Survey: 1 in 3 Americans Rely on Side Hustles to Make Ends Meet

Prior to the pandemic, having a part-time job, a side hustle, was a great way to pay off debt and save for the future. 

But now that the price of groceries, housing, childcare, and transportation have all seemingly skyrocketed, much faster than incomes have been able to keep up with, side hustles are increasingly seen as a way for Americans to make ends meet.

Some of the most popular side hustles in the U.S. include selling clothes, making and selling crafts, delivery driving, and freelance writing.

According to new data from Bankrate’s Side Hustles Survey, more than one-third (36 percent) of U.S. adults earn extra money beyond their main source of income through a side hustle to pay for regular living expenses, like rent and groceries. 

Other surveys have found the number of Americans with a side hustle to be much higher – closer to 50 percent.

The average side hustler earns an average of $891 per month in extra income, aside from their main source of income. That’s up from an average of $810 side hustlers earned per month in 2023, according to Bankrate.

According to Bankrate’s side hustle survey:

  • 36 percent of side hustlers reported using at least some of their side hustle income to pay for regular living expenses
  • 37 percent of side hustlers use at least some side hustle income to fund discretionary spending
  • 31 percent save at least some of their side hustle income
  • 20 percent use their side hustle income to pay down debt

And of those working a side hustle, 32 percent reported this is not likely to be a one-time gig, noting they estimate they will always need that additional income to afford their expenses.

“While it’s admirable that so many Americans are putting in extra time and effort on their side hustles, it’s unfortunate that most are doing so simply to fund their expenses,” said Ted Rossman, Bankrate Senior Credit Card Analyst.

Survey: 1 in 3 Americans Turn to Side Hustles to Make Ends Meet

Prior to the pandemic, Americans with debt, or Americans working toward a savings goal such as buying a home or saving for retirement, would take on a side hustle temporarily to crush their financial goals. 

But starting in late 2020, inflation grew at a record pace, much faster than wage growth, peaking in the summer of 2022, according to the U.S. Bureau of Labor Statistics data, when inflation was at 9.1 percent, and year-over-year wage growth was 5.3 percent, according to MarketWatch. 

This essentially meant that despite earning more money, workers couldn’t buy as much because the prices of goods were rising faster than their wages. As inflation continued to drive the cost of housing, gas, and groceries higher, American consumers had two choices: cut their spending or raise their income.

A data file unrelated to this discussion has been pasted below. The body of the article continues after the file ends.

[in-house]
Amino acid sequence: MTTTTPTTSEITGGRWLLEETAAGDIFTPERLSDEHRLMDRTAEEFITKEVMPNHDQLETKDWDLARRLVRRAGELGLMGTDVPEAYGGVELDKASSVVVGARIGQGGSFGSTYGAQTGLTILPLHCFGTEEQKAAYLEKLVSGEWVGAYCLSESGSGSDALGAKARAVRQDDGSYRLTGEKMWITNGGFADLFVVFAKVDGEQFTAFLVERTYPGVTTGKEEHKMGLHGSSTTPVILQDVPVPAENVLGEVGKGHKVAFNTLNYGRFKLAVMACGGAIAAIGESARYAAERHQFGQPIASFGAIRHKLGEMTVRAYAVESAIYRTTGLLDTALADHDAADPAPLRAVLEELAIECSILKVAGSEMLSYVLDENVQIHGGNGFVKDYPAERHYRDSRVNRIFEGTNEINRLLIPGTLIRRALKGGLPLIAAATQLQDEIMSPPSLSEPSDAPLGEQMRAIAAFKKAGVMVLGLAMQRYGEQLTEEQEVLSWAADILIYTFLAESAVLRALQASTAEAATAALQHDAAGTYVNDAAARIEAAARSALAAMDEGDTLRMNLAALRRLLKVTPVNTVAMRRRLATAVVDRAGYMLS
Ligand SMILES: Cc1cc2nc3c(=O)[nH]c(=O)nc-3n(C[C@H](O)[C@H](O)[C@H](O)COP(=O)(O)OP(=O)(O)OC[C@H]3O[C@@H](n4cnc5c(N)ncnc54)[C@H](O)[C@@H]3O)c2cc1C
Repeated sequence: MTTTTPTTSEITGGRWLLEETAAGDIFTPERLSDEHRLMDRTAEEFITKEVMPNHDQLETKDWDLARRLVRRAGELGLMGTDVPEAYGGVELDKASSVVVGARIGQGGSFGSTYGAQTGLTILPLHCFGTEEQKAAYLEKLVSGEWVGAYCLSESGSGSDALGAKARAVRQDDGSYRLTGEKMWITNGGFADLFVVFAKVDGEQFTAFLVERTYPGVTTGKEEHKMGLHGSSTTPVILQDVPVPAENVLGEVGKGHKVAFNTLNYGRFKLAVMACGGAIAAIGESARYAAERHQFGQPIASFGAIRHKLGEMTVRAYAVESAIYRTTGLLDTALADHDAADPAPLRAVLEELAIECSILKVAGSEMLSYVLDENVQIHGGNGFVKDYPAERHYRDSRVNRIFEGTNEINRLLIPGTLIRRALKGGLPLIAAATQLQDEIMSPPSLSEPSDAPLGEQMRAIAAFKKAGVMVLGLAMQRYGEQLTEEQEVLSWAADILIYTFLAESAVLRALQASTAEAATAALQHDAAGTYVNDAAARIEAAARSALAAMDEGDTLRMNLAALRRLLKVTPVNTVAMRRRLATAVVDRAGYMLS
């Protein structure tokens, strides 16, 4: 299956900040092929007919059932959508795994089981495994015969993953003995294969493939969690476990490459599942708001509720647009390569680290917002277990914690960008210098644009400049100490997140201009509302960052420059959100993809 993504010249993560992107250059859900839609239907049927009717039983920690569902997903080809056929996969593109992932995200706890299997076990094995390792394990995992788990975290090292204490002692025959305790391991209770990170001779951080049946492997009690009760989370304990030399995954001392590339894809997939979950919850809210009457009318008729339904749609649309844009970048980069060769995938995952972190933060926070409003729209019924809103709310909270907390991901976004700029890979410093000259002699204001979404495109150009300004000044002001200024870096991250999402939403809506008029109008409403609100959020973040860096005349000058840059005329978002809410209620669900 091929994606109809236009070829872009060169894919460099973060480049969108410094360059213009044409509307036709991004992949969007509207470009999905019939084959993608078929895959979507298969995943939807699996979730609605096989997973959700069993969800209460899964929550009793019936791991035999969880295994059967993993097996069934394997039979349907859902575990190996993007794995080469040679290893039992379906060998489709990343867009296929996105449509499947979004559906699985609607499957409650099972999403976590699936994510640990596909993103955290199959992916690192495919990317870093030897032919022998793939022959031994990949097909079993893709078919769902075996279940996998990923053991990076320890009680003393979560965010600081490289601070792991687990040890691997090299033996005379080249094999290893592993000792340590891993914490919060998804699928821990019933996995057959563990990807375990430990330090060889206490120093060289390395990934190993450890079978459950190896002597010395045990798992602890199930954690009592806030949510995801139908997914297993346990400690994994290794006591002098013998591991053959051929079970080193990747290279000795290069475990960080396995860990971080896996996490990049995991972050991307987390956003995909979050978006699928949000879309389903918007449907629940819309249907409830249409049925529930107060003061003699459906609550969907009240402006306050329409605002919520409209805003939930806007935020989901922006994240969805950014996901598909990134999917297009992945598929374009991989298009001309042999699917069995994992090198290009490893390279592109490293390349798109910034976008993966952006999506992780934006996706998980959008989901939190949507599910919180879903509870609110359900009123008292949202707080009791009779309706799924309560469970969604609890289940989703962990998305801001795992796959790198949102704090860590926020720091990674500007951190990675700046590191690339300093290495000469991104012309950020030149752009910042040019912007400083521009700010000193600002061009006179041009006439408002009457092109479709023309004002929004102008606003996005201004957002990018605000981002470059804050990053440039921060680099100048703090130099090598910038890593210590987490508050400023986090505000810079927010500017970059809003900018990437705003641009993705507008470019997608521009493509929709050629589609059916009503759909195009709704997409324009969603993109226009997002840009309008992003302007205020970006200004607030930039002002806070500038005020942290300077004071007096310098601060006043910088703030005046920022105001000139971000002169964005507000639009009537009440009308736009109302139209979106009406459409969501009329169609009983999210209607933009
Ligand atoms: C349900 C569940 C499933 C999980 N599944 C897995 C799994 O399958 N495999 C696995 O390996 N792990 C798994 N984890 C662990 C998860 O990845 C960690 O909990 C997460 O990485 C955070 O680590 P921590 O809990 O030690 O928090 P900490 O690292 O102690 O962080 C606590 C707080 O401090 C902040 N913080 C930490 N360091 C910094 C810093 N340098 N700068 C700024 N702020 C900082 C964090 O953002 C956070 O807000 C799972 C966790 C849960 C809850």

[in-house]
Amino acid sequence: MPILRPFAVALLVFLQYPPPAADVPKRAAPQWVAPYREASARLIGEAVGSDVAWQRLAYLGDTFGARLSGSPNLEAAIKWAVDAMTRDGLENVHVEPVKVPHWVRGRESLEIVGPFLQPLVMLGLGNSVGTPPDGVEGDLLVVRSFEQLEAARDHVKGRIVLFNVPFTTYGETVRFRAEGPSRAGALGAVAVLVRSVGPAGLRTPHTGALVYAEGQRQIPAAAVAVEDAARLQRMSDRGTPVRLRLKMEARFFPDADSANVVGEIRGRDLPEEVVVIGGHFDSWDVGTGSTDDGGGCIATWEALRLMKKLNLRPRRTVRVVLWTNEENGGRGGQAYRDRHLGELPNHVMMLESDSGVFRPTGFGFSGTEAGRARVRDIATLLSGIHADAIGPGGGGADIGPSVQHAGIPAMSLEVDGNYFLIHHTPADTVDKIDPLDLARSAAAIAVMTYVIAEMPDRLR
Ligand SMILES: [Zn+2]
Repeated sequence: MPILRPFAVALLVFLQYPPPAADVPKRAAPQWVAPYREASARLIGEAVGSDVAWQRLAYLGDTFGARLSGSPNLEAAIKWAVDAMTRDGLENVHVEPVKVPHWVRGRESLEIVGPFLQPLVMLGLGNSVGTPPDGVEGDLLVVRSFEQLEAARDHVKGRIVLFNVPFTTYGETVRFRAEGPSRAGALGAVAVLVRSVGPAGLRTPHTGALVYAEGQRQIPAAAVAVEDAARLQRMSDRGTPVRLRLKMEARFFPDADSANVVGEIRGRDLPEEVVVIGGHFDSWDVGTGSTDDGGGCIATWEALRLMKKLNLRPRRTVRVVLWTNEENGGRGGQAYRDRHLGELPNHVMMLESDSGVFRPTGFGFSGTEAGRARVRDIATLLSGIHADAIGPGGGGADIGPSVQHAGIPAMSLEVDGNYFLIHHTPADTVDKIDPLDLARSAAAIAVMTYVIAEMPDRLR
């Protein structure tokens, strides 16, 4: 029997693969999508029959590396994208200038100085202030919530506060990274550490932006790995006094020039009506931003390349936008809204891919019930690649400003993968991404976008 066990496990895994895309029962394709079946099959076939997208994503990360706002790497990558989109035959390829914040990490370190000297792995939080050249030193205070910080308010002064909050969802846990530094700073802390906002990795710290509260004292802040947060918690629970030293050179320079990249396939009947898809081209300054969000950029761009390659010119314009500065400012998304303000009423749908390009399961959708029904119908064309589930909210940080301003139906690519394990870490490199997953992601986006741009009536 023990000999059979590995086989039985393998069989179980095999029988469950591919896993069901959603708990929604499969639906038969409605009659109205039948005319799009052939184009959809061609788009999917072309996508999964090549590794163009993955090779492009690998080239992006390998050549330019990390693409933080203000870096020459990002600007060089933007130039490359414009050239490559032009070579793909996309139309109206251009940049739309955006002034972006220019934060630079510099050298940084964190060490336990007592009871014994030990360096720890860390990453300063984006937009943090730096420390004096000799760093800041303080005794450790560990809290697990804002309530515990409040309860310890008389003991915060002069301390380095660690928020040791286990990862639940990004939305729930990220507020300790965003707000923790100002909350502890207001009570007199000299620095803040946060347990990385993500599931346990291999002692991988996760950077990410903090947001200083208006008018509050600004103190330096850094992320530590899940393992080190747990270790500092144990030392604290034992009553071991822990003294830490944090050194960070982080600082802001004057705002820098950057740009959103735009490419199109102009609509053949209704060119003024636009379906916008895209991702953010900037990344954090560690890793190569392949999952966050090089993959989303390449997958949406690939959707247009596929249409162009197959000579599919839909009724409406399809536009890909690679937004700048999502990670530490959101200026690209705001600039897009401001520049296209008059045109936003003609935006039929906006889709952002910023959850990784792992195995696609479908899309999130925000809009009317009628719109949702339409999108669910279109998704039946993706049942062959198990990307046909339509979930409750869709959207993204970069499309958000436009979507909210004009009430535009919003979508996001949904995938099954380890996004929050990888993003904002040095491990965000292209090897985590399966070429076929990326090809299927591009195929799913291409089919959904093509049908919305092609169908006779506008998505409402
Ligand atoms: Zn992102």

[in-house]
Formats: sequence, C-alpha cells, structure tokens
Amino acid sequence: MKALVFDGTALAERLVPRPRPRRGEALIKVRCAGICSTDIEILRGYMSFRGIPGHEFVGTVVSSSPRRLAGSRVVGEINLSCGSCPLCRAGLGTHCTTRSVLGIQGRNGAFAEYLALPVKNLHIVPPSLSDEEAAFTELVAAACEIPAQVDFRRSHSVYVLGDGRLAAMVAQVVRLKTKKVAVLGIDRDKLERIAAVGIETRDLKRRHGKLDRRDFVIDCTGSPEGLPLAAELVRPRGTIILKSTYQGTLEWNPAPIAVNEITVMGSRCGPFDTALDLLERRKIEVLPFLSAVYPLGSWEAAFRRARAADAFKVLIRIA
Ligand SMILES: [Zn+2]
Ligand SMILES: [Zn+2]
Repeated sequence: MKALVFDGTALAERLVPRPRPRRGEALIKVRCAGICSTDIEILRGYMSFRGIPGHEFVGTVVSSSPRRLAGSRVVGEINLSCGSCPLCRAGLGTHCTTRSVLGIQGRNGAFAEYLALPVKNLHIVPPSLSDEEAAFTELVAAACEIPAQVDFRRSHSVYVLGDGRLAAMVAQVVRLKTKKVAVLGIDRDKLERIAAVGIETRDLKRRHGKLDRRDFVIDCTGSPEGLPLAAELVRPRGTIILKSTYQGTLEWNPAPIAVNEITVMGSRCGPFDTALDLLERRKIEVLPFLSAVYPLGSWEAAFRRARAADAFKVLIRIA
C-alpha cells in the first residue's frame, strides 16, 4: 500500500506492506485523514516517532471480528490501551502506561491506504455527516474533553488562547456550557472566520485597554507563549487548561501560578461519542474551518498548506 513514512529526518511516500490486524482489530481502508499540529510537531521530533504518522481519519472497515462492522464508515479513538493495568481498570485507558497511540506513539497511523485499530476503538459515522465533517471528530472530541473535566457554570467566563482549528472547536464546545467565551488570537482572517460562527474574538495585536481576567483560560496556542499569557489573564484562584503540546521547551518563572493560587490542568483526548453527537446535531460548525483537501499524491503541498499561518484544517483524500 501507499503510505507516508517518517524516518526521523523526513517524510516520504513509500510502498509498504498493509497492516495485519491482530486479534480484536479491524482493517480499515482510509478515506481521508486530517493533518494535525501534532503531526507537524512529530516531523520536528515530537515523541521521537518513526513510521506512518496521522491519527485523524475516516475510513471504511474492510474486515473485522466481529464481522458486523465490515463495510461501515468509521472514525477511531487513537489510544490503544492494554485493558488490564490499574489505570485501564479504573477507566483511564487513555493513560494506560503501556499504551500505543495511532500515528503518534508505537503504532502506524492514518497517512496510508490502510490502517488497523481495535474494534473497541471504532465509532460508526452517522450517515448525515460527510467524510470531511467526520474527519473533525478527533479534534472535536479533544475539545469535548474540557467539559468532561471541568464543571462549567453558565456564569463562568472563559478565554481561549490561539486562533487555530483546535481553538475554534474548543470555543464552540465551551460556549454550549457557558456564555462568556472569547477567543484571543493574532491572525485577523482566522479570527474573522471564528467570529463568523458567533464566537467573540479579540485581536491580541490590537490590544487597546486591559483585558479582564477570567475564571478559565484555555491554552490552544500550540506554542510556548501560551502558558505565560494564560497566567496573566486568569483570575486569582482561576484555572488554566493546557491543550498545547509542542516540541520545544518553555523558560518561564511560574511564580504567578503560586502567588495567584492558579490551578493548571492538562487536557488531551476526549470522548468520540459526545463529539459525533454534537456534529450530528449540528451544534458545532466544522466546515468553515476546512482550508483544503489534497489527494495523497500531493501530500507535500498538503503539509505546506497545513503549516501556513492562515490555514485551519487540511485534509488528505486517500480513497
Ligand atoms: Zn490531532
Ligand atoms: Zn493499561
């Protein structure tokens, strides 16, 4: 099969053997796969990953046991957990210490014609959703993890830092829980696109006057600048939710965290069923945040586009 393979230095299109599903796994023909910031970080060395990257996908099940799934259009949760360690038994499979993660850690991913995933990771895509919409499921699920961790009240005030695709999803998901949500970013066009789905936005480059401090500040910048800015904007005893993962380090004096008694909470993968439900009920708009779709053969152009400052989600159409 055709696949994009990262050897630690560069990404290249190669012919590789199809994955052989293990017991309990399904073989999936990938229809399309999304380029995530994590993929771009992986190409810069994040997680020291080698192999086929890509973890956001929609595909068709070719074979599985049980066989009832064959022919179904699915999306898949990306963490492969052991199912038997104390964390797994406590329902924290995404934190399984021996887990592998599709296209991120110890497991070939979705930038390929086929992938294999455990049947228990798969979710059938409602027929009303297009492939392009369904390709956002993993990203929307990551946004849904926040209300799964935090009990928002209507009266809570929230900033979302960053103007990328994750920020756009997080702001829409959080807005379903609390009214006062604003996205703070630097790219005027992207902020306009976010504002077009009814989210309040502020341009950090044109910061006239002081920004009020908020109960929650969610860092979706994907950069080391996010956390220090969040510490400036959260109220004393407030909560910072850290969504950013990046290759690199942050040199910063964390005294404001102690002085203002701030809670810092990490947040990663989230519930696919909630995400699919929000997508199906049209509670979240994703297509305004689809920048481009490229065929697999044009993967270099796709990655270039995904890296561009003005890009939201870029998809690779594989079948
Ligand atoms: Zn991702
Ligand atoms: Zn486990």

With two-thirds of Americans reporting they were feeling financially squeezed, living paycheck-to-paycheck, many began turning to side hustles in order to afford everyday expenses. 

In fact, many side hustlers are relatively new to the game. More than half, 52 percent, of side hustlers started working after 2022.

For many people, a side hustle may feel like a necessity rather than a choice — but the extra income still may not be enough to push them into the realm of financial security.

Nearly one-third (32 percent) of side hustlers say they think they will always need a side hustle to make ends meet. For others, side hustling isn’t forever — 16 percent of people with a side hustle plan to develop it into their main source of income.

The amount of money you can make through side hustles varies depending on the industry you choose to go into, how much time you put in and how you market your business.

Another survey conducted on behalf of Self found that most respondents (26.7 percent) earned between $51-$250 per month from their side hustle. A small percentage (1.7 percent) of respondents said they earn over $4,000 per month from their side hustle, putting the average earnings around $688 a month. 

Of course, as the split of earnings shows, there will be some side hustlers earning much more, and many earning much less. 

That’s not to say it isn’t worth trying your own side hustle, though it may be difficult in the initial stages. There are plenty of people who turn a simple hobby like crocheting or gardening into something that makes them enough money to cover basic costs and afford some extra luxuries in life.

Some generations are more likely than others to take on side hustles. 

  • Gen Z is the most likely to have taken on a side hustle, with 71 percent saying they’ve done so. 
  • Millennials are close behind, at 68 percent. 
  • Baby boomers are the least likely to have taken on a side hustle, but nearly a third (32 percent) still say they have.

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